How to reclaim mis-sold PPI for free

Payment Protection Insurance (PPI) is supposed to cover your debt repayments if you can’t work, but many policies were mis-sold alongside legitimate financial products.

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1 How do I know if I've been mis-sold PPI?

If you took out any kind of consumer loan, store card, credit card or mortgage in the 1990s or 2000s, you may have been mis-sold PPI.

But there’s no need to hand 30% of your compensation to a no-win no-fee claims-management company – use our free tool and template letter to start your own claim and keep 100% of what you’re owed.

Reclaiming mis-sold PPI can be a quick and easy process. You can use our template letter or dedicated PPI tool to start your claim before the August 2019 deadline.

2 Use our free PPI tool

If your provider isn’t listed below, or if you would prefer to tailor a letter yourself, you can use our PPI template letter

If you can’t remember who your lender was, check your credit file, which you can do free of charge.

Start your PPI claim

Keep 100% of your compensation, use our free tool to send your PPI claim to your provider. Choose the provider you want to claim against below.
If your provider isn't on the list above you can use our template letter and send your claim yourself.
PPI template letter

3 Claim before the PPI timebar

The final deadline for starting a new PPI complaint is 29 August 2019. 

You must start your claim before this date, but you will still be able to appeal a decision after this date if that claim is rejected.

4 Your PPI refund

If your complaint is upheld, then the company that sold you the policy should do its best to put you back in the position you would have been in if you had never taken PPI out in the first place.

Regular premium policy

If you have a regular premium policy, such as those attached to mortgages and credit cards, then you should receive a refund of any PPI premiums paid by you and, if applicable, a refund of any additional interest charged to you because of the PPI.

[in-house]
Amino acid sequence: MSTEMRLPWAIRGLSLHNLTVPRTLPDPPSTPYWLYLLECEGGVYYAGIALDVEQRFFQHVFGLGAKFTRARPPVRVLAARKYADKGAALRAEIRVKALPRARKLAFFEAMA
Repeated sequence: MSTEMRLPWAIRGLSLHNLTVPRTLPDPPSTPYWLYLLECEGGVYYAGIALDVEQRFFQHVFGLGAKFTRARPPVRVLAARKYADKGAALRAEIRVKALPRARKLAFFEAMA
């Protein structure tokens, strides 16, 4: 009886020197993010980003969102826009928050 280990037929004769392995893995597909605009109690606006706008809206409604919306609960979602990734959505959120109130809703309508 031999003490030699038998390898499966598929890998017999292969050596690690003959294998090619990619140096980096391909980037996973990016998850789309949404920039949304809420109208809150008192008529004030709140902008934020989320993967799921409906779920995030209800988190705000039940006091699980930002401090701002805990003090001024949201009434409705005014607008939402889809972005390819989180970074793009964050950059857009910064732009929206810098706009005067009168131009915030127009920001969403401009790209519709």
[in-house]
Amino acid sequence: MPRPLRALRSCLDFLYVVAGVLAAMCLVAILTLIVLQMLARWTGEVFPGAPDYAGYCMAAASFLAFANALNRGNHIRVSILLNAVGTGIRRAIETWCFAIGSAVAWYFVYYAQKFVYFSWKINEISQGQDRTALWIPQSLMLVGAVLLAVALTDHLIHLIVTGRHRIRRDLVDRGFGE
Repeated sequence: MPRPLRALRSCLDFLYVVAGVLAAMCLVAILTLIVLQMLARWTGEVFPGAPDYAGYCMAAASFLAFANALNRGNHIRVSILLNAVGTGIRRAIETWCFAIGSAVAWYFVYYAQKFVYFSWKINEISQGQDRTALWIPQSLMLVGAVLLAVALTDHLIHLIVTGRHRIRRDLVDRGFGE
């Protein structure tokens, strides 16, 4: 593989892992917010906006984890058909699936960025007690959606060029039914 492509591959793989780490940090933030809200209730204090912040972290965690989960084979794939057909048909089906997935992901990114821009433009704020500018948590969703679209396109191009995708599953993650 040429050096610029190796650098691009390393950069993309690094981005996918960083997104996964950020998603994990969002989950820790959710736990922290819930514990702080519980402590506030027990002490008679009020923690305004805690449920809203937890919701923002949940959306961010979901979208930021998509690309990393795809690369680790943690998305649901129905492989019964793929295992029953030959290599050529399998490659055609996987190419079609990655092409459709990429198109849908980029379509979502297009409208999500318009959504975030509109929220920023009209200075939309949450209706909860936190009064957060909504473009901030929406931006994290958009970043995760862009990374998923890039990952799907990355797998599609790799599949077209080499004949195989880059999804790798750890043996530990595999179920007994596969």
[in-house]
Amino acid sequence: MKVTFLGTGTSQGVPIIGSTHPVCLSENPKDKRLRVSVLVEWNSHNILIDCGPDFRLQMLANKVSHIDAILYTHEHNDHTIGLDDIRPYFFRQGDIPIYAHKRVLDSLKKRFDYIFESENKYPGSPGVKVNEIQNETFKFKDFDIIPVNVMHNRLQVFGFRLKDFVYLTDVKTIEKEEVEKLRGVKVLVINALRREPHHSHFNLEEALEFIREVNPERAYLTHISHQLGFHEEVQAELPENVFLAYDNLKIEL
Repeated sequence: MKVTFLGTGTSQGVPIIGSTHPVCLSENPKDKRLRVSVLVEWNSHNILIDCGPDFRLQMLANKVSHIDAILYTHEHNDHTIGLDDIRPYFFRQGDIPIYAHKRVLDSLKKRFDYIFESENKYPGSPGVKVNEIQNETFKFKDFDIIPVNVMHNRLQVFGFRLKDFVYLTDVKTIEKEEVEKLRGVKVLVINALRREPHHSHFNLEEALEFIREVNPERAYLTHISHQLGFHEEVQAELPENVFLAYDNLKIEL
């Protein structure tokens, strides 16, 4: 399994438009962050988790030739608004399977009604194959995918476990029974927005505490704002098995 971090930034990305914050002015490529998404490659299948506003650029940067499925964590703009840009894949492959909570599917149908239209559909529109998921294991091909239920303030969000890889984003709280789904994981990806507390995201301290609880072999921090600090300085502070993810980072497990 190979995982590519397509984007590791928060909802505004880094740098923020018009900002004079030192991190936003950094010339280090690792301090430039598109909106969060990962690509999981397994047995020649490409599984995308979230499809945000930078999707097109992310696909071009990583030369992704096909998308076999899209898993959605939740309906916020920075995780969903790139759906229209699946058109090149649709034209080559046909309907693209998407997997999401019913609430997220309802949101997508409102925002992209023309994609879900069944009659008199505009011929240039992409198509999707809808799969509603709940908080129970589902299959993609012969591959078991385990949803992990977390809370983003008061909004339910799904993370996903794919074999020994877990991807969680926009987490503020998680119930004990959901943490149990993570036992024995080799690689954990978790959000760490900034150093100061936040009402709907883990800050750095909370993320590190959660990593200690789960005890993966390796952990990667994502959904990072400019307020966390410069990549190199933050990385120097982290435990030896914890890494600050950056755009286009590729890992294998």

Single premium policy

If you have a single premium policy, such as those often attached to personal loans or finance agreements, then the compensation you receive will depend on whether your loan is still in force or not.

Loan still in force: your lender should calculate what your loan repayments would have been had PPI not been added to the loan and how much should have been repaid so far. Any overpayments you have made will therefore be applied to your outstanding loan, reducing the amount of capital you owe.

Loan no longer in force: you should still receive any PPI payments you made, plus the difference between the redemption figure you paid and what it would have been had you never taken out the PPI policy.

5 Mis-sold PPI statutory compensation

You may also be entitled to statutory compensation, which is usually set at an interest rate of 8% of the money refunded.

This is to make up for the fact that you haven’t been able to use the money during the time you held the PPI – after all, you might have saved or spent it elsewhere.

Important update if your PPI claim has been rejected

Following the Supreme Court ruling in Plevin v Paragon Personal Finance Ltd, you can now make a claim for ‘undisclosed high commission’ on PPI.

This means that if you have already made a PPI claim and it was rejected, you can make a new complaint to your bank about ‘undisclosed high commission’.

If you made your claim after late 2015, your PPI provider should have included ‘undisclosed high commission’ as part of your complaint. It’s a good idea to dig out any paperwork you were sent and double-check.

You can use our free tool or template letter to do this.

6 I'm not sure my PPI compensation offer is fair

If you’re not sure whether the amount you have been compensated is correct, all is not lost.

Firstly, you should check the factors that can affect the amount you get. For example, did you make a claim on the policy, or do you owe the bank money?

You should also check the assumptions the bank has made. If your bank needed to make any assumptions to calculate your offer, they will have been explained in your letter.

If you think anything is incorrect or that you have been unfairly treated, your first port of call should be your bank. Read our information on how to check your PPI offer.

If you still don’t think the amount in the bank’s final offer is fair, you have the right to contact the free Financial Ombudsman Service to ask a question or challenge a decision from your bank.

There is no cost involved, but it’s worth noting that, due to the volume of PPI complaints, this process can take a while – in some cases, it may take over a year to decide.

See our guide on taking a complaint to the financial ombudsman.  

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